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Birth of the Trinity: Jesus, God, and Spirit in New Testament and Early Christian Interpretations of the Old Testament (Matthew W Bates) Hardcover Book, (Oxford University Press, 2015) 9780198729563
Birth of the Trinity: Jesus, God, and Spirit in New Testament and Early Christian Interpretations of the Old Testament (Matthew W Bates) Hardcover Book, (Oxford University Press, 2015) 9780198729563
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Title: The Birth of the Trinity: Jesus, God, and Spirit in New Testament and Early Christian Interpretations of the Old Testament

Author: Bates, Matthew W

Publisher: Oxford University Press; Publication Date: 2015

Hardcover; ISBN: 9780198729563

Volumes: 1; Pages: 256

List Price in Cloth: $90.00 Our price: $70.99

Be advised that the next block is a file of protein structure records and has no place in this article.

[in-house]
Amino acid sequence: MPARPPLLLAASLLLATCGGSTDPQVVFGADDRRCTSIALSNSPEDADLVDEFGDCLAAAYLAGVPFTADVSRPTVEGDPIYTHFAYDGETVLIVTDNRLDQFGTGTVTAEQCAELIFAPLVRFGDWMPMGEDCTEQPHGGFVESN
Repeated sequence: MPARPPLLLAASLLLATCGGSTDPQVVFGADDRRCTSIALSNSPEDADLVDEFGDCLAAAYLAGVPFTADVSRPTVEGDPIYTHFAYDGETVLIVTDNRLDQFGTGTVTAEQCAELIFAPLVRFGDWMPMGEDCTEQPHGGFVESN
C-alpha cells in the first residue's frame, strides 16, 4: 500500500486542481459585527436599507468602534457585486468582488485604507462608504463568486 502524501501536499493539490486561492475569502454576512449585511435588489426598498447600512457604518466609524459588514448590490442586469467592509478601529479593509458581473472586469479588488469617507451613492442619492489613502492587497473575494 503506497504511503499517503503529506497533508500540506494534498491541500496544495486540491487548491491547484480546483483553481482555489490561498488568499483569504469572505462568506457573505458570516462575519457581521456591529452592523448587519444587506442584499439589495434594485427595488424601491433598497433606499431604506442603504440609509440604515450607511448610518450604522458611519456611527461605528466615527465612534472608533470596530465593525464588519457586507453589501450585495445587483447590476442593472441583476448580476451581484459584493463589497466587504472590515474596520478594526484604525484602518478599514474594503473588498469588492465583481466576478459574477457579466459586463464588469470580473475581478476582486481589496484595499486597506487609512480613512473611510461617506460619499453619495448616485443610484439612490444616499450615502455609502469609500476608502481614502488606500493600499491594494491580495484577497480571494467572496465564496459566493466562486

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How and when did Jesus and the Spirit come to be regarded as fully God? The Birth of the Trinity explores the way in which first- and second-century Christians read the Old Testament in order to differentiate the one God as multiple persons. The earliest Christians felt they could metaphorically "overhear" divine conversations between the Father, Son, and Spirit when reading the Old Testament. When these snatches of dialogue are connected and joined, they form a narrative about the unfolding interior divine life as understood by the nascent church. What emerges is not a static portrait of the triune God, but a developing story of divine persons enacting mutual esteem, voiced praise, collaborative strategy, and self-sacrificial love. This conversational divine story is explored as it ebbs and flows across the cosmos and through time. The result is a Trinitarian biblical and early Christian theology. While tracing this story, it is simultaneously argued that a new historical model is required by the New Testament and other early sources to explain how the doctrine of the Trinity first emerged--a model rooted in a little-known ancient reading technique called prosopological exegesis. It is shown that prosopological exegesis is present throughout the earliest strata of Christian literature, calling into question the proposals of James Dunn and Bart Ehrman (among others), who have contended that Christology developed over time in the earliest church from low, Jesus as merely a messianic claimant, to high, Jesus as the preexistent Son of God. To the contrary, it is argued that the earliest Christology was the highest Christology, as Jesus was identified as a divine person through Old Testament interpretation.Table of ContentsIntroduction1. Reading as Birth: The Trinity Emerges2. Divine Dialogues from the Dawn of Time3. Theodramatic Stratagems: The Mission of the Son4. Cross-Shaped Conversations5. Praise for Rescue6. Triumphant Talks7. Reading God RightEpilogue
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